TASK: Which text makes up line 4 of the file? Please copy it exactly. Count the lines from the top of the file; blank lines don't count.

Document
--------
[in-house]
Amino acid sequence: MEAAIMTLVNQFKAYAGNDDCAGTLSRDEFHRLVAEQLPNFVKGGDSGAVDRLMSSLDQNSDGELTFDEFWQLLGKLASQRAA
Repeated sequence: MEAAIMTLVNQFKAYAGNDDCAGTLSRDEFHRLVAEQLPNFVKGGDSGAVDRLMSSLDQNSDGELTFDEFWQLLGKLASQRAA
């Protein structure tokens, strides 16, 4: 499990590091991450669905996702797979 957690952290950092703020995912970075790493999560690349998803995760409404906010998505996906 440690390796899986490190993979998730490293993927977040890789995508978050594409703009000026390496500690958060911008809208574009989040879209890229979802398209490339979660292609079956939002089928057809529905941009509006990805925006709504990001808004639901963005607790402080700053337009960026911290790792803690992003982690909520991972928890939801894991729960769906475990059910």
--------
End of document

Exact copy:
């Protein structure tokens, strides 16, 4: 499990590091991450669905996702797979 957690952290950092703020995912970075790493999560690349998803995760409404906010998505996906 440690390796899986490190993979998730490293993927977040890789995508978050594409703009000026390496500690958060911008809208574009989040879209890229979802398209490339979660292609079956939002089928057809529905941009509006990805925006709504990001808004639901963005607790402080700053337009960026911290790792803690992003982690909520991972928890939801894991729960769906475990059910």